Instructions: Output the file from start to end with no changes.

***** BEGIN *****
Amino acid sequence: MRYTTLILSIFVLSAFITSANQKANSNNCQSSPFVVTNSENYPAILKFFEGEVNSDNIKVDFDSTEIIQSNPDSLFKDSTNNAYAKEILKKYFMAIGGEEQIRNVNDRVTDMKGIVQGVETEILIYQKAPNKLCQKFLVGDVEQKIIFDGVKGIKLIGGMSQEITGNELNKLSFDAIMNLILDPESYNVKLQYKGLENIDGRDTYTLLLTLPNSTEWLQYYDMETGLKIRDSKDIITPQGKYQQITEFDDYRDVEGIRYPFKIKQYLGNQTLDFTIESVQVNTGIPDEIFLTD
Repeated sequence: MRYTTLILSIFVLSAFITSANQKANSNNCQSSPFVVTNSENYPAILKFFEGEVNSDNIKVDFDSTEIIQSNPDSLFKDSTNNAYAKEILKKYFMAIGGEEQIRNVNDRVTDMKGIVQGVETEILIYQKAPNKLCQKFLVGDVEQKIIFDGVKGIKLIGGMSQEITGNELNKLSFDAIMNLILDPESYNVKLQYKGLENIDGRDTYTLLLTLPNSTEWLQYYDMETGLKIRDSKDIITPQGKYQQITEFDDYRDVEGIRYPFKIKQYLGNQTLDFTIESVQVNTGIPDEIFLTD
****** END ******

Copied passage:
Amino acid sequence: MRYTTLILSIFVLSAFITSANQKANSNNCQSSPFVVTNSENYPAILKFFEGEVNSDNIKVDFDSTEIIQSNPDSLFKDSTNNAYAKEILKKYFMAIGGEEQIRNVNDRVTDMKGIVQGVETEILIYQKAPNKLCQKFLVGDVEQKIIFDGVKGIKLIGGMSQEITGNELNKLSFDAIMNLILDPESYNVKLQYKGLENIDGRDTYTLLLTLPNSTEWLQYYDMETGLKIRDSKDIITPQGKYQQITEFDDYRDVEGIRYPFKIKQYLGNQTLDFTIESVQVNTGIPDEIFLTD
Repeated sequence: MRYTTLILSIFVLSAFITSANQKANSNNCQSSPFVVTNSENYPAILKFFEGEVNSDNIKVDFDSTEIIQSNPDSLFKDSTNNAYAKEILKKYFMAIGGEEQIRNVNDRVTDMKGIVQGVETEILIYQKAPNKLCQKFLVGDVEQKIIFDGVKGIKLIGGMSQEITGNELNKLSFDAIMNLILDPESYNVKLQYKGLENIDGRDTYTLLLTLPNSTEWLQYYDMETGLKIRDSKDIITPQGKYQQITEFDDYRDVEGIRYPFKIKQYLGNQTLDFTIESVQVNTGIPDEIFLTD